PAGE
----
I set him on a path and introduced him into the world of heavy lifting.  This is a whole different breed of insanity.  Not a lot of people have the balls to put tights on and go lift on a stage while a bunch of monstrously huge athletes watch and analyze you.  You should have seen the look on his face the first day he walked into the gym with the singlet on.  There was embarrassment and self-consciousness that could rival the time your buddy was caught waiting in line for the latest Twilight premiere.  (Yeah, sure.  Waiting for your “girlfriend.”)  But I wanted him not just to get used to how it felt, but get used to lifting in something that would make any guy uncomfortable at first.  When you choose to compete, you are making a declaration:  I am a lifter, God damn it! And no matter how much your Johnson is flopping around underneath that singlet for everyone to see, you have to be God-damn proud of your identity.  All of this, eternally, is about fighting for an identity, clamouring against the overwhelming tide of mediocrity.  We cannot be content with that idea, with being just like everyone else.  I say, Fuck no! We are traceurs.  We are aerialists.  We are breakdancers, capoeristas, powerlifters, and whatever else.  Own it.  And fight to deserve the title.  Don’t even settle to just be an average athlete.  Be one of the best.

While you’re sitting here, reading this, wondering why the hell I’m going on about identity in a post that’s supposed to be about goal setting, I want you to ask yourself a few questions.  Who do you want to be?  What is the purpose of your life?  What do you want out of it?  Hold these thoughts in your mind for a moment.  If you didn’t come up with anything, that’s okay too.  Just think about it.  You don’t need to have an answer.  Just think.  Now I have another question.  Does your training reflect what it is you want for yourself?  I don’t mean whether your sport or physical activity is part of who you are.  I want to know whether every day, you wake up knowing exactly what you want to do, physically or mentally.  In your life, in your work, or in your training.  I want to know whether this means anything to you and whether you are fighting for what you want out of life.  My Alzheimer’s client, Sebastian, Justin, myself and countless other UrbanEvo athletes, and athletes around the world, are fighting every day.  We know exactly what we want.  We know exactly where training fits in and how it can fit in best.  These are the things that give us purpose, give us focus, drive us forward.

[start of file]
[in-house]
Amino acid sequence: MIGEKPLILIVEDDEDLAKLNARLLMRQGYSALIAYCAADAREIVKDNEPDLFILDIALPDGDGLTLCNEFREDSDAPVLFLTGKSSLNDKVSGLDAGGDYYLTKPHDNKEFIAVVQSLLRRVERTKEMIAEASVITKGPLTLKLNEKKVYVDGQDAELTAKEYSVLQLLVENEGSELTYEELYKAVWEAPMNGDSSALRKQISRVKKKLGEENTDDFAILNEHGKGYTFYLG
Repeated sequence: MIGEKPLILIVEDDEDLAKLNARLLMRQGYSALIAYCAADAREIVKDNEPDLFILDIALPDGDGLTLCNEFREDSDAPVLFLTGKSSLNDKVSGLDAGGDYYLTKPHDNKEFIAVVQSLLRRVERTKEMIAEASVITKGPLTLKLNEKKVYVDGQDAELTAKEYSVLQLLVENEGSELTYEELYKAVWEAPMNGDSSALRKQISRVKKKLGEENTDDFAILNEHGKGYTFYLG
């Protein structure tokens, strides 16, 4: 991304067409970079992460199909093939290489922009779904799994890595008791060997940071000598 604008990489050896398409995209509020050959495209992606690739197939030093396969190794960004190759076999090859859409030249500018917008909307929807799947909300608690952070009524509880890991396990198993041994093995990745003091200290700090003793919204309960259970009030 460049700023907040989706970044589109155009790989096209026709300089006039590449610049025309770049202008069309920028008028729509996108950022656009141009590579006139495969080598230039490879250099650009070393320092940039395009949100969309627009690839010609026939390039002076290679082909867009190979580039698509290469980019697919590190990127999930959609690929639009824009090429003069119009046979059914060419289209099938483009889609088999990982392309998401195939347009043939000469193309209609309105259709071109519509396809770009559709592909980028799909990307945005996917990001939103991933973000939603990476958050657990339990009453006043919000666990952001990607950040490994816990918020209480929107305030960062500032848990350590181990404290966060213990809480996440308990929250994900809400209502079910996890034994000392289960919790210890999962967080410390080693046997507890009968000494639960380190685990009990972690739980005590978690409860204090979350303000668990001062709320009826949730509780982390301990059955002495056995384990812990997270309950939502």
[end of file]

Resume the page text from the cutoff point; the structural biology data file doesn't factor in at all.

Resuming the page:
This isn’t a blog entry about setting goals.  It’s about the fight you have after you’ve set them.  What are your goals?  And how hard are you working to achieve them?  What does your training really mean to you?

Are you a warrior or a coward?  That’s a big question.  But what it all really boils down to is an even bigger question:

What does your life really mean to you?

Andy Tran is a Certified Strength and Conditioning Specialist with the NSCA.  He has been a major voice and leader in the North American Parkour community for over six years and written extensively for various outlets.  He is one of the lead Parkour instructors at Urban Evolution and also serves as the head strength coach.  An accomplished powerlifter, he competes with Team Force in Northern Virginia and holds four state records for raw lifting with USA Powerlifting in the 148lb class and open division.